- Roe v Wade
- Climate change
- Recall of the San Francisco District Attorney
- Dog training videos
- My dog’s Instagram account
- Elon Musk buying Twitter
- Will Smith hitting Chris Rock
There are some things on this list I care about. There are some things on this list I am asked my opinion about. The Venn diagram does not completely overlap.
I’ve been asked my opinion on those last two current events lately. “Do you think Twitter will get worse?” “Will Trump be allowed back on?” “Do you think Rock’s joke was that egregious?”
I’ve seen articles about what is and is not free speech on social media, what may or may not have happened if both Rock and Smith were white. I’ve seen tweets and Instagram stories from every sort of person, who suddenly all have an opinion about all of this.
And by suddenly, I mean seemingly immediately. Not after their own introspection or drawing on their own life experiences or after learning a little more from experts about the issues at hand. This isn’t a “stay in your lane” comment but a “how can you possibly even care?”
I don’t remember which friend it was who asked which question, but at some point I actually said, “You know what? I don’t really care enough to have an opinion.”
This statement opened some sort of valve for me. It’s relieving to think I don’t have to care about everything. That I, Erin, don’t have to have an opinion and honestly it won’t really matter. I don’t care enough to be informed about everything, meaning I’m not informed enough to have an opinion, meaning I’m not opinionated enough to express my views to anyone.
It’s the same way I don’t really care about science fiction, or electronics, or Rubik’s cubes, or Dungeons and Dragons, or baseball, or knitting. I can appreciate their value and be happy that others are really interested in them, but I’m not going to spend any of my brain power formulating opinions let alone have a conversation about them. We all have our varying interests, and passions, which is great and interesting and we usually find ourselves wanting to at least learn from someone else what makes them love this thing that we don’t.
And yet, when it comes to current events (especially when it’s shocking stuff that happens quickly and then disappears from view), it seems to me that opinions are thrown around without much thought, by people who may not really care but think they’re somehow supposed to care, for their followers or to be provocative, I guess. (Dare I say, from a total unscientific hunch, that it seems to be mostly white men who throw around opinions like confetti? Especially in the comments section of anyone who doesn’t look like them? There’s some level of entitlement that allows people to think that people even care about their opinion in the first place.)
But do you have an acquaintance like that, who seems to have an opinion on everything? Let me guess, does that person also always need to be right? I’ve totally been that person. I love being right! And saying “I don’t care” recently made me realize: it’s exhausting to be that person. It means I have zero filter on the input that sticks in my brain. It means I can learn absolutely zero from anyone else because I’m sure I’m right so won’t change my mind and spend all the time you’re talking not listening but scripting out my response.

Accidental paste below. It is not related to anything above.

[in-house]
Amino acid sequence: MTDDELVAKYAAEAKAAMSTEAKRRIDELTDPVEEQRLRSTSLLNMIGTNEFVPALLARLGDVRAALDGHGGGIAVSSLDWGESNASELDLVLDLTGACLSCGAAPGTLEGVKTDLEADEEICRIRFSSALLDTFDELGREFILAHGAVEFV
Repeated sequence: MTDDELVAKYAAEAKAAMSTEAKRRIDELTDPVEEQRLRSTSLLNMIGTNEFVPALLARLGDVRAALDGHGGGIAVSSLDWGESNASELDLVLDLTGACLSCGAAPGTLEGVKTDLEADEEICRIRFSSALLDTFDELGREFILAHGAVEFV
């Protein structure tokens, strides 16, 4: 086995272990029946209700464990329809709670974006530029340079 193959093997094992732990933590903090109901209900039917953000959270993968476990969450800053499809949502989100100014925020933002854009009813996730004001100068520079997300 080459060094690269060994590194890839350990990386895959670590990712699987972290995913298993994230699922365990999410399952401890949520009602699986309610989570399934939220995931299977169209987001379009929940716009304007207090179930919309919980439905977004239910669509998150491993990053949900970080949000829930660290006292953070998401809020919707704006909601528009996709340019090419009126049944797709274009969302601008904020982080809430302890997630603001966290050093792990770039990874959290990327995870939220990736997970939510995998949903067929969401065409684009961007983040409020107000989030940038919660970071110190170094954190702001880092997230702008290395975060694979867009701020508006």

It means I’m not being discerning about the really important things I want to spend my time learning about to formulate an opinion—and then actually act upon what I believe. I mean, can’t we all acknowledge when something is important and something interesting to analyze but trust that people with more information are working on it? Like, I may have an opinion about how traffic flows in an intersection, and may groan, “Why don’t they just put in a left-turn arrow here,” but in the end, I trust traffic engineers to have the kind of opinions that are actionable. I don’t get all indignant about it on social media and leave messages with my Supervisor. But guess what? Someone else is. Doesn’t mean I have to. I can save my energy to put towards something that I prioritize more in my life (like perhaps closing the road altogether to make a park).
The way I see it, the kinds of opinions that are made immediately, based on whatever your social media feed is telling you, means they’re not really defensible. They’re not based on your morals or the facts you have. And those kinds of opinions are the ones you tend to dig in their heels for the most, even in the fact of contradicting or changing evidence. On an extreme scale, it’s the reason why people can believe the earth is flat or whatever your favorite conspiracy theory is.
There’s so much in this world to get worked up over. But what if you didn’t have to yourself, individually, care about all of it? What if you could bottle up that caring and save it for what you’re really passionate about? What if all those angry people on Twitter could also do that? Now there’s an opinion about Twitter I could get behind!
If you appreciated reading this, will you do me a favor? Please forward to a friend or share on social media (especially FB and Twitter, tag @bankoferin) and help me grow my reader base. xoxo
2 thoughts on “Latent Lollygagger: Caring is Sharing”
Well said, Erin . This is exactly the brain struggle so many of us are experiencing right now. I, too, have found myself not really caring about numerous issues. I know that others have more information than I do and trust them to take appropriate action.
It is my loss of TRUST that knowledgeable people will be making the decisions that creates my anxiety.